Quick Study

By Hannah Wallace June 30, 2005

Every nonprofit hopes to garner at least a little bit of financial support from the corporate community, but few have been as successful as USF Sarasota-Manatee.

In its quest to raise $3 million for enhancements to its new campus under construction across from the Sarasota Bradenton International Airport, it has raised big, big bucks-well over $1 million-from area businesses. At press time, the campaign was expected to end July 1, six months earlier than originally announced. (The entire campus will cost just over $29 million, including the land purchase. Of that, $26.4 million is coming from the state. Completion is expected by the fall of 2006.)

Barely a week went this year without a major announcement: $250,000 each from FCCI Insurance and the Manatee Memorial Hospital Foundation; $100,000 each from Jan Smith and Company, Bruce Williams Homes, Neal Communities, Vern Buchanan and W.G. Mills and Schroeder Manatee Ranch, just to name a few. Sun Hydraulics, Lee Wetherington, Jackson Hewitt, Charles and Linda Baumann of Kerkering Barberio and WilsonMiller, Inc., also have given substantial gifts.

(In contrast, because this just isn't a corporate headquarters kind of town, YMCA Foundation president Karin Gustafson told us last year the Y was thrilled when 10 percent of its funding for the Evelyn Sadlier Jones campus came from local businesses. A Tampa Y in the middle of a capital campaign at the same time gathered 90 percent of its donations from Hillsborough County businesses. "If we get 4 percent from the corporate community we're doing good," Gustafson told us last year.)

So how did USF Sarasota-Manatee do it? The first smart choice administrators made was naming newly retired Schroeder Manatee Ranch president John Clarke as chairman of the campaign. Clarke brought to it a genuine zeal for higher education, and was able to communicate his enthusiasm to his fellow fund-raisers and the business leaders they approached.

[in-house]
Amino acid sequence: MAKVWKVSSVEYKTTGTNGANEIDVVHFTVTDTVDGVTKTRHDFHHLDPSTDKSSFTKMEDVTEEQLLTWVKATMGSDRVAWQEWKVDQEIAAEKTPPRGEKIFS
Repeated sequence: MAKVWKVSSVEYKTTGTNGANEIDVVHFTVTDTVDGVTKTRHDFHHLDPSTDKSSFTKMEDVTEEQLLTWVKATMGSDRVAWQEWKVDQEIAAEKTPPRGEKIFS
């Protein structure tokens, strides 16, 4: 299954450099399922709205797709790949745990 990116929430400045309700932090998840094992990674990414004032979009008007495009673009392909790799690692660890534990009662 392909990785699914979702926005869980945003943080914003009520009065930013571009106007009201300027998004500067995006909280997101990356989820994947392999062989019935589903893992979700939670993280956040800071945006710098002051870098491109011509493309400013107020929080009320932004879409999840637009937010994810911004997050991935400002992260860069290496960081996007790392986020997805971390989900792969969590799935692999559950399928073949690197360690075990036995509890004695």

"The developers who have been very strong in supporting this absolutely understood that a university town is a far more exciting area to build in than just any small town," Clarke told us. "If you look at the list of top 10 places to live and work-work being important-they all have universities.

"And the manufacturers and even large companies like FCCI have understood the very close relationship between higher education and good economic development. Education here is really all about building the prosperity of the area. It's all about keeping our best and brightest here."

Clarke says at his own company, "I was surprised at how many of our top people were USF graduates. I asked the people in our accounting department, and they said if they'd done their accounting degrees outside the area they would have likely ended up marrying someone from outside the area and establishing their careers there instead of here."

Director of campus advancement Alexis Upham says workforce training is why USF is getting these businesspeople's support. "They really do get the value of all that training." Among the enhancements the campaign will fund are state-of-the-art technology and equipment for programs that teach the area's next generation of teachers, accountants, hospitality industry leaders, social workers and nurses. USF expects to graduate double the number of students-1,000 versus the current 500-within the next decade.

Clarke served on USF's local leadership council for the campus for many years, "and many of those years were very frustrating," he says. "It's a very special opportunity, and if you think back, we've been waiting for the growth of this campus for a very long time."

Smart businesspeople also know how to stretch their dollars; all monies raised for the USF Sarasota-Manatee campus are being matched 100 percent by the state of Florida Division of Colleges and Universities.

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